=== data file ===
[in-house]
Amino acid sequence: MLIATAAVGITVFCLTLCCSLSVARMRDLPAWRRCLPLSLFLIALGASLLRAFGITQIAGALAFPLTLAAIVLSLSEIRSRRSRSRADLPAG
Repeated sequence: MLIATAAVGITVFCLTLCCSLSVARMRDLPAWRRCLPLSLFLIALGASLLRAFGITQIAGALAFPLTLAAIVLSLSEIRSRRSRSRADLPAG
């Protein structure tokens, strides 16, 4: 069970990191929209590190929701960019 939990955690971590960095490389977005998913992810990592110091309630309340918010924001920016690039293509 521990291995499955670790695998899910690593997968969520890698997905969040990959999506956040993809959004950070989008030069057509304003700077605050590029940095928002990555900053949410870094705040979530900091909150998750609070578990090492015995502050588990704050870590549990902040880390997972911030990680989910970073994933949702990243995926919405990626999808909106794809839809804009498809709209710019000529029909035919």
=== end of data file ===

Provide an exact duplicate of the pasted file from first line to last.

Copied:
[in-house]
Amino acid sequence: MLIATAAVGITVFCLTLCCSLSVARMRDLPAWRRCLPLSLFLIALGASLLRAFGITQIAGALAFPLTLAAIVLSLSEIRSRRSRSRADLPAG
Repeated sequence: MLIATAAVGITVFCLTLCCSLSVARMRDLPAWRRCLPLSLFLIALGASLLRAFGITQIAGALAFPLTLAAIVLSLSEIRSRRSRSRADLPAG
């Protein structure tokens, strides 16, 4: 069970990191929209590190929701960019 939990955690971590960095490389977005998913992810990592110091309630309340918010924001920016690039293509 521990291995499955670790695998899910690593997968969520890698997905969040990959999506956040993809959004950070989008030069057509304003700077605050590029940095928002990555900053949410870094705040979530900091909150998750609070578990090492015995502050588990704050870590549990902040880390997972911030990680989910970073994933949702990243995926919405990626999808909106794809839809804009498809709209710019000529029909035919």